In this period of incessant campaigning I sometimes feel like a leafleting version of the Flying Dutchman. Doomed to shove leaflets through letter boxes on endless winding suburban streets in rain and wind until redeemed by the election of a Labour government of a new and challenging kind.
Yesterday was the sort of drenching and dribbling day that turn leaflets into papier-mache. The sort of extreme weather that was once rare but now commonplace. Flower boxes carefully arranged on garden walls had been blown onto their sides. Some people had arranged their recycle and rubbish bins in the street with two upended on either side to keep the third upright and all of them from being blown onto the road. Small adaptations hinting at bigger threats.
This morning – on one of those bright, calm sunlit days that make Autumn contemplative – the crowns of the trees lining the streets looked like monks tonsures; the storm having scalped them of their top leaves, while those lower down were sheltered by the terraced housing and remained in glorious golden splendor.
Odd sights on the doorstep.
Someone had a Xmas decoration bell hanging by their letterbox. Perhaps they are getting it up early, perhaps they just leave it up all year to save the bother, perhaps they just like it, perhaps they are celebrating Diwali and its all they have.
In another garden, rather cluttered, by the gate, a decapitated Buddha statue sits like a shock – giving off the opposite vibe from its calm and peaceful intention. The head lies by its feet.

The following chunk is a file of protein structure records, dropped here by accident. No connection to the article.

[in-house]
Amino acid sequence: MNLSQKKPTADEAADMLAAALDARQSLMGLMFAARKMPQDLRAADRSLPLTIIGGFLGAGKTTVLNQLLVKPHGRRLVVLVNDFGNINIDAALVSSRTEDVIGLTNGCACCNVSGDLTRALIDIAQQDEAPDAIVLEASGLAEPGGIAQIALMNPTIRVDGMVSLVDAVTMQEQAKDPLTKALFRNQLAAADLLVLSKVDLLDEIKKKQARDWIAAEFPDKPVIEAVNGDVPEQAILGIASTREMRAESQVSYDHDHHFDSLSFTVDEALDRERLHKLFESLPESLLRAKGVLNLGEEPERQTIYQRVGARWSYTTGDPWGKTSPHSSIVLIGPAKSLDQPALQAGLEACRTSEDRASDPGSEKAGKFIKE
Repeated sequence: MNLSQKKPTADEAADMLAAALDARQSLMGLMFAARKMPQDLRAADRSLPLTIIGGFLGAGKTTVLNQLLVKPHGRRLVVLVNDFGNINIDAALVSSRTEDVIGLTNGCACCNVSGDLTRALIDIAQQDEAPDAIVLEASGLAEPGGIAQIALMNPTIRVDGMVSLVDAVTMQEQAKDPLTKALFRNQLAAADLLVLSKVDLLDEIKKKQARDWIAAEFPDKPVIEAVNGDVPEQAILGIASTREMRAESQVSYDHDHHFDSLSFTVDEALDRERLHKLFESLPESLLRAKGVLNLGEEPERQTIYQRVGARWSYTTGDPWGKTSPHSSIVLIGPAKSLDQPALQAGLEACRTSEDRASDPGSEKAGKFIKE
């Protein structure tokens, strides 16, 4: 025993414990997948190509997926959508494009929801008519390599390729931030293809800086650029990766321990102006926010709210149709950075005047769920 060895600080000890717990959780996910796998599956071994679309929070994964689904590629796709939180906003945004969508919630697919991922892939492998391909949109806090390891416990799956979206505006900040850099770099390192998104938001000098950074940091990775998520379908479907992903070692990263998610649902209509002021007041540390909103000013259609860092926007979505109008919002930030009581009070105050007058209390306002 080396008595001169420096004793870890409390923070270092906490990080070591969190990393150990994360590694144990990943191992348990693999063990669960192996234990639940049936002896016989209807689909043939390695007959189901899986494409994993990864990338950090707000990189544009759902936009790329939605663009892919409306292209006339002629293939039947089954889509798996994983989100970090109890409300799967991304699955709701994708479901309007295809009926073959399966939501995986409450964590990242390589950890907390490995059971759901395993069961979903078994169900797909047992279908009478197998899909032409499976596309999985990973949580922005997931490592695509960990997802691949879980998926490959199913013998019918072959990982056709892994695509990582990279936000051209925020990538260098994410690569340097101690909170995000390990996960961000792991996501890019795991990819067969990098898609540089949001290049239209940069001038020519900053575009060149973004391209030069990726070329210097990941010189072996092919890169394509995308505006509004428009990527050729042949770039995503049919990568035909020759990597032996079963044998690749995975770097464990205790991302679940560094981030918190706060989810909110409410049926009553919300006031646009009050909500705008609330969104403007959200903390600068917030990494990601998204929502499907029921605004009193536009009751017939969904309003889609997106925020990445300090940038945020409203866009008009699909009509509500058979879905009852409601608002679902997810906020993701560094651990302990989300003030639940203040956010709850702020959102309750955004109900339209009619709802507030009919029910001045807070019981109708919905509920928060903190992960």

A lot of people have “No Junk Mail” signs. I always presume that these do not apply – or should not apply – to political leaflets; the written word being the lifeblood of an informed democracy – and have been known to argue with people – who have come out to complain and put them on the same level as an unrequested invitation to take up a credit card or buy a pizza – that people died for their right to be offended. That said, cold calls are disturbing for anyone in search of a quiet life.
The epidemic of cold calls and junk mail of recent years is producing a defensive reaction that is almost agoraphobic – a turning inwards into private space that comes across as more socially hostile than it is probably intended but can sometimes be edgily self righteous – “don’t bother me in my bubble.” The logical conclusion of these signs was the flat that had effectively nailed its letterbox shut. How the posties deal with that one I don’t know.